An FPGA core tile may be employed as a stand-alone FPGA, repeated in a rectangular array of core tiles, or included with other devices in a system-on-a-chip (SOC). The core FPGA tile may include an array of logic modules, and input/output modules. Horizontal and vertical routing channels provide interconnections between the logic modules and the I/O modules. Programmable connections are provided by programmable elements between the routing resources.
The programmable elements in an FPGA can be either one-time programmable or re-programmable. Re-programmable elements used in FPGA technologies may comprise transistors or other re-programmable elements as is well known to those of ordinary skill in the art. One-time programmable elements used in FPGA technologies may comprise antifuse devices.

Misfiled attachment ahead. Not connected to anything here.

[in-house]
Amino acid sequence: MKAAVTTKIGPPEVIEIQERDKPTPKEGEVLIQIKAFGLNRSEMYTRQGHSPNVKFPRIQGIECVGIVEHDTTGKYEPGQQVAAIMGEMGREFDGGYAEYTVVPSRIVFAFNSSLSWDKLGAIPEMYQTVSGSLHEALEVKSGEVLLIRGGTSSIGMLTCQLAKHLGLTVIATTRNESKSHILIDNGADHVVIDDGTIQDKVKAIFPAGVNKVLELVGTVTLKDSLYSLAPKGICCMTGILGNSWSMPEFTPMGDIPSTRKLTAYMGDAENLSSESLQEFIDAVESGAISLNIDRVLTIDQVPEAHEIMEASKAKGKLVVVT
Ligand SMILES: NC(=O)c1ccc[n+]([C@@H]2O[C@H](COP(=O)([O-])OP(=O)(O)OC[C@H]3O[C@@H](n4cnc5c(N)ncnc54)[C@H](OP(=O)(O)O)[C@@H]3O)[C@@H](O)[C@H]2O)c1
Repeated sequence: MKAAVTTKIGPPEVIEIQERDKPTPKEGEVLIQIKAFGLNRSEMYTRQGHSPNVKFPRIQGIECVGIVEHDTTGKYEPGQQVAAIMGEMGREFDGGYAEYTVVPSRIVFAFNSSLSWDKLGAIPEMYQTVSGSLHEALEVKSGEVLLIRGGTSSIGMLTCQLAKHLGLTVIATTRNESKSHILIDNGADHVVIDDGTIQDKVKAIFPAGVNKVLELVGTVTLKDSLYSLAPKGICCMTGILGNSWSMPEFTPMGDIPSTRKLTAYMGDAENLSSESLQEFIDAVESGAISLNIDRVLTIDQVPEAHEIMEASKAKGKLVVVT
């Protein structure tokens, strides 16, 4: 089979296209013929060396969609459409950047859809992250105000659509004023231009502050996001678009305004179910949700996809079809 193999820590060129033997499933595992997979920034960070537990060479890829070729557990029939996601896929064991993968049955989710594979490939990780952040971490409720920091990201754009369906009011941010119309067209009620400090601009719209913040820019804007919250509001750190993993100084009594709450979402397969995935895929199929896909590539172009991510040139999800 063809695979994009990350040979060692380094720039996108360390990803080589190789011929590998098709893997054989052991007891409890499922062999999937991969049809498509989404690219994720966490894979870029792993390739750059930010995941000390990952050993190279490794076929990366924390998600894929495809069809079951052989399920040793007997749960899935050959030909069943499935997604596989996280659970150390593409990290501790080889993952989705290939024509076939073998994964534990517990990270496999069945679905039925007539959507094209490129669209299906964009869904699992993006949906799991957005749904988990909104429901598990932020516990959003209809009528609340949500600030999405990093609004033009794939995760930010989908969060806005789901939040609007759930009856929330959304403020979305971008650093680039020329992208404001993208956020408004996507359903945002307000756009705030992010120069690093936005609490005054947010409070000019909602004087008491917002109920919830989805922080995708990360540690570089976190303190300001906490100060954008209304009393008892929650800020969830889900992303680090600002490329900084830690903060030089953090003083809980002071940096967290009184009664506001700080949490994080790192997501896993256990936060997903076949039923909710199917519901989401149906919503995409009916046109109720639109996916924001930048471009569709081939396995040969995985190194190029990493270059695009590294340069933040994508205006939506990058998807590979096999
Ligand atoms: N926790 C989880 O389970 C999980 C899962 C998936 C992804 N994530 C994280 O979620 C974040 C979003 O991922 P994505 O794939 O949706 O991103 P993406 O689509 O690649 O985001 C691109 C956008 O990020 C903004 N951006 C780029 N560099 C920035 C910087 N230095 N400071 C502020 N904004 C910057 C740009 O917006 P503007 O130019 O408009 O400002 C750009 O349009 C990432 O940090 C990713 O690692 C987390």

Antifuse devices are well known in the integrated circuit art. Antifuse devices comprise a pair of conductive electrodes separated by at least one layer of antifuse material and may include one or more diffusion barrier layers. Prior to programming, antifuses exhibit very high resistance between the two electrodes and may be considered to be open circuits. A programming process disrupts the antifuse material and creates a low-impedance connection between the two conductive electrodes.
The antifuses in an antifuse FPGA are programmed one antifuse at a time. There are two components considered when computing total programming time in an antifuse FPGA—overhead time (Toh) and fuse time (Tfuse). Overhead time is the time required for a computer system to set a programming environment that includes reading data from a computer disk, compiling the data, translating the data to a bit stream readable by the computer and loading the bit stream into a long shift register (LSR). The LSR is the main mechanism to setup a program/test environment in an antifuse FPGA.